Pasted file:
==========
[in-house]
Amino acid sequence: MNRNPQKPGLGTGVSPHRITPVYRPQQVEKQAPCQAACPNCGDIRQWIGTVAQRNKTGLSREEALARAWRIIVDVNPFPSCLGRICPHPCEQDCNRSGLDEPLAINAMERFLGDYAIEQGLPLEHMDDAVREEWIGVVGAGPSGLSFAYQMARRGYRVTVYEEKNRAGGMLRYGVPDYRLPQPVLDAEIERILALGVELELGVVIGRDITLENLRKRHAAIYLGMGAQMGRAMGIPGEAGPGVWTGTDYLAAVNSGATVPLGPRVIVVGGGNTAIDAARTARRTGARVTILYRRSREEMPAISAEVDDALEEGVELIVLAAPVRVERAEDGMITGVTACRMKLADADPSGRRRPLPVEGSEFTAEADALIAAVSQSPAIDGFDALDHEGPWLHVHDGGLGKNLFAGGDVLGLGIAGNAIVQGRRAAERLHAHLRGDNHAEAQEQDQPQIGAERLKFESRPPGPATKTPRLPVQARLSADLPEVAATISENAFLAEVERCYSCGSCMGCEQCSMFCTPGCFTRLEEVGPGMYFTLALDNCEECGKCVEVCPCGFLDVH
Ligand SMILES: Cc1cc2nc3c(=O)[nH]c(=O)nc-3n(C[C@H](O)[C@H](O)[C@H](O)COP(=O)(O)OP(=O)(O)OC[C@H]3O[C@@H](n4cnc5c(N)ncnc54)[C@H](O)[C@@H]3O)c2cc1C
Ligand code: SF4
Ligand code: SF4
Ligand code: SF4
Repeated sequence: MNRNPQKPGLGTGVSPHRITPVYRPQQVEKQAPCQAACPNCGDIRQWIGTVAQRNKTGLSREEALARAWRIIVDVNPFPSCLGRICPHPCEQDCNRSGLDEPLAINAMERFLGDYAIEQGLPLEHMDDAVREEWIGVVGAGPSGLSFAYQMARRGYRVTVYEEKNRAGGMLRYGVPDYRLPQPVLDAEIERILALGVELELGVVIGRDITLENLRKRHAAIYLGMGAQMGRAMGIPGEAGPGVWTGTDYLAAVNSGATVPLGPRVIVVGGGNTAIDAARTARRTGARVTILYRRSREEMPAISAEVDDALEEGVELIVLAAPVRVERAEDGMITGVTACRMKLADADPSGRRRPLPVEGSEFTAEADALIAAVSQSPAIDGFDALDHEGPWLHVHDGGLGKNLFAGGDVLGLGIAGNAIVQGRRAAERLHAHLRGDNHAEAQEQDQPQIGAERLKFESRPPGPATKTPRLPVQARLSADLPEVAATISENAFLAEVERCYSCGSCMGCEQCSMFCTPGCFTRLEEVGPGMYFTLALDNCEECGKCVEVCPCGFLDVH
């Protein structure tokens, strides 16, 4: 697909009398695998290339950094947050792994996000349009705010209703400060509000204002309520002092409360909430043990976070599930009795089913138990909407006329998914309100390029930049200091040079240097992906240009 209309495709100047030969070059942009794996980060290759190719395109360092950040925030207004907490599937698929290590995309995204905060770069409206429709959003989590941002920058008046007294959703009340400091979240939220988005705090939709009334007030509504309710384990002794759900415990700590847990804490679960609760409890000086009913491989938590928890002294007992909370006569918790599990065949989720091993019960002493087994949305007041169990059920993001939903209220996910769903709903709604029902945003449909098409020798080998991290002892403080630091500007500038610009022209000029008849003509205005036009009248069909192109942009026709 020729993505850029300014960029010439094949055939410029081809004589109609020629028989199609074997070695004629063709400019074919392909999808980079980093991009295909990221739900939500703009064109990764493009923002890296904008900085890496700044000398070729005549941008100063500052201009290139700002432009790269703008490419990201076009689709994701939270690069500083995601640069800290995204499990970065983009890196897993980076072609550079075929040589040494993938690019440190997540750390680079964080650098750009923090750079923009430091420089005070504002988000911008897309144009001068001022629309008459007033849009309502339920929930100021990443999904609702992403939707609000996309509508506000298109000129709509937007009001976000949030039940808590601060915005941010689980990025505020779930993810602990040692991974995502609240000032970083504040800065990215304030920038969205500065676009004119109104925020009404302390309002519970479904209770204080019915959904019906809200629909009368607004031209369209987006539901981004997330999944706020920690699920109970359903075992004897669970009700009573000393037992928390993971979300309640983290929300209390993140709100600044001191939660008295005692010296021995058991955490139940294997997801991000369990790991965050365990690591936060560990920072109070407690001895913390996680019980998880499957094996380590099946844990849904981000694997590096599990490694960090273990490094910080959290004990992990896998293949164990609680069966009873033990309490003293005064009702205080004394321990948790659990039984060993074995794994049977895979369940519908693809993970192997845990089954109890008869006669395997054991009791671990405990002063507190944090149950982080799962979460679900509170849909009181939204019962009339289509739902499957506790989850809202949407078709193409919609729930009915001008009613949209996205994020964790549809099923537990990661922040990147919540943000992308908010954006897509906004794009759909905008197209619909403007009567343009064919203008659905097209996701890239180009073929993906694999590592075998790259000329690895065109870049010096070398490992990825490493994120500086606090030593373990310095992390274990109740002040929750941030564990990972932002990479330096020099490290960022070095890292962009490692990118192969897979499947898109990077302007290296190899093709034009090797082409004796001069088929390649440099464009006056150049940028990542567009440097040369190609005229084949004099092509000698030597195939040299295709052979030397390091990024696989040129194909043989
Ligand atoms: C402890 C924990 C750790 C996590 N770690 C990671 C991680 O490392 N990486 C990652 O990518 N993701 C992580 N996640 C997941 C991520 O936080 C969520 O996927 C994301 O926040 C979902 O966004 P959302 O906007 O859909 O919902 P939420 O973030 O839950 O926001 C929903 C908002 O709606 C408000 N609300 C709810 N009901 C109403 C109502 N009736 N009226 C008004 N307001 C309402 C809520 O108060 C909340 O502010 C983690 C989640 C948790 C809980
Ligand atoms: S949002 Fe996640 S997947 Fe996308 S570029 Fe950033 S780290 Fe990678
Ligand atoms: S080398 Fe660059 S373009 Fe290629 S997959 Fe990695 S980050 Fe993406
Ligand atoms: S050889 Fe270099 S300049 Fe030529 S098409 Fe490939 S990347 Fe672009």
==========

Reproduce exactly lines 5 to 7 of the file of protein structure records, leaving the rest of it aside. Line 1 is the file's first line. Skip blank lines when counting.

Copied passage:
Ligand code: SF4
Ligand code: SF4
Repeated sequence: MNRNPQKPGLGTGVSPHRITPVYRPQQVEKQAPCQAACPNCGDIRQWIGTVAQRNKTGLSREEALARAWRIIVDVNPFPSCLGRICPHPCEQDCNRSGLDEPLAINAMERFLGDYAIEQGLPLEHMDDAVREEWIGVVGAGPSGLSFAYQMARRGYRVTVYEEKNRAGGMLRYGVPDYRLPQPVLDAEIERILALGVELELGVVIGRDITLENLRKRHAAIYLGMGAQMGRAMGIPGEAGPGVWTGTDYLAAVNSGATVPLGPRVIVVGGGNTAIDAARTARRTGARVTILYRRSREEMPAISAEVDDALEEGVELIVLAAPVRVERAEDGMITGVTACRMKLADADPSGRRRPLPVEGSEFTAEADALIAAVSQSPAIDGFDALDHEGPWLHVHDGGLGKNLFAGGDVLGLGIAGNAIVQGRRAAERLHAHLRGDNHAEAQEQDQPQIGAERLKFESRPPGPATKTPRLPVQARLSADLPEVAATISENAFLAEVERCYSCGSCMGCEQCSMFCTPGCFTRLEEVGPGMYFTLALDNCEECGKCVEVCPCGFLDVH